Table 5: Member security cognition level and initial setting of safety behavior level.
5.3. Analysis of Results

First of all, we select the variance of basic performance income to be 20 and 200 , respectively. The evolution trend of the safety behavior of construction team members under the four management scenarios is shown in Figure 3. For the four management scenarios, under the action of fair perception of construction teams, the level of safety behavior showed a downward trend. However, based on different allocation schemes for excess performance rewards, evolutionary trends show some regularity and differences.

Figure 3: Evolution of safety behavior of construction team members under different variances.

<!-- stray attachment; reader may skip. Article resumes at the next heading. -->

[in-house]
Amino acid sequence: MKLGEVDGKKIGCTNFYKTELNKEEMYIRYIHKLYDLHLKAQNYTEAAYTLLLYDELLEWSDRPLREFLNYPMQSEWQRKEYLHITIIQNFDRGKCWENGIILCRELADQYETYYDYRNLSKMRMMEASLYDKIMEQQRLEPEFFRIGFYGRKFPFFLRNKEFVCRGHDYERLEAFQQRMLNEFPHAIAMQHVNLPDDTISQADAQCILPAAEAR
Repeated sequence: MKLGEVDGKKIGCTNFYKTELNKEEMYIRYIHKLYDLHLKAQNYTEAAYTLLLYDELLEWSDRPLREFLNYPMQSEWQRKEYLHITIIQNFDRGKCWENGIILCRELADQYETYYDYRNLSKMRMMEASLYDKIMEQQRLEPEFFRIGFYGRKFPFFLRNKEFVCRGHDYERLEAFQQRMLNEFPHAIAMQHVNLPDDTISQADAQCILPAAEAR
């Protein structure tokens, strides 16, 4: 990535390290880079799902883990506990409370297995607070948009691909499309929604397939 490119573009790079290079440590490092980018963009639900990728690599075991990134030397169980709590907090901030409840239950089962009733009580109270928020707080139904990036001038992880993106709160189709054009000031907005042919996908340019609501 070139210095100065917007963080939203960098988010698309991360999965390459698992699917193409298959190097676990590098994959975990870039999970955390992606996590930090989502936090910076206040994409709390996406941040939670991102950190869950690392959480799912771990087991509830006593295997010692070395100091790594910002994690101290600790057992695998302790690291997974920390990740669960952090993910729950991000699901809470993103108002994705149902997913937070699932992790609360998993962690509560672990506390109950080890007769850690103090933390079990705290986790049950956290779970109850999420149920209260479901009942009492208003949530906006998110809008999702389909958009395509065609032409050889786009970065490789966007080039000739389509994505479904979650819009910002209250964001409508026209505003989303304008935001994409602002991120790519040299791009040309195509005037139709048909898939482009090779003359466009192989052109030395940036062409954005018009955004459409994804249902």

From Figure 3, we can see the following: (1)When the level of safety behavior of members is positively or negatively correlated with the level of safety perception of members, the effect of the distribution of excessive performance awards based on the level of member safety awareness is better than the effect of equal distribution.(2)When the variance of basic performance income is small, although the effect of reward distribution based on members’ safety awareness levels is better than the effect of average distribution, the difference is not very obvious. In addition, when the variance of basic performance income increases, the effect of the distribution of excessive performance rewards based on members’ safety awareness levels will be greatly enhanced compared with the average distribution effect. It can be seen that the variance of basic performance income will increase the incentive effect of safety behavior to some extent.(3)The variance of basic performance income is different. The safety behavior of team members in scenario 3 is better than in other scenarios. It can be seen that when the member’s safety behavior level is negatively correlated with their safety cognition level, it shows that although the safety norms show good understanding, strong security experience, and high perception of risk, it is not possible to observe and practice safety regulations during the operation process. For such members, the use of rewards based on their level of security awareness will result in better incentive effects.(4)The safety behavior of team members in scenario 2 is worse than in other scenarios. When the level of safety behavior of members is positively correlated with their level of safety awareness, this type of member has a good perception of safety and is willing to follow safety norms and requirements in construction operations. For such members, if they adopt the method of equal distribution, they will not have a positive incentive effect under the effect of fair perception.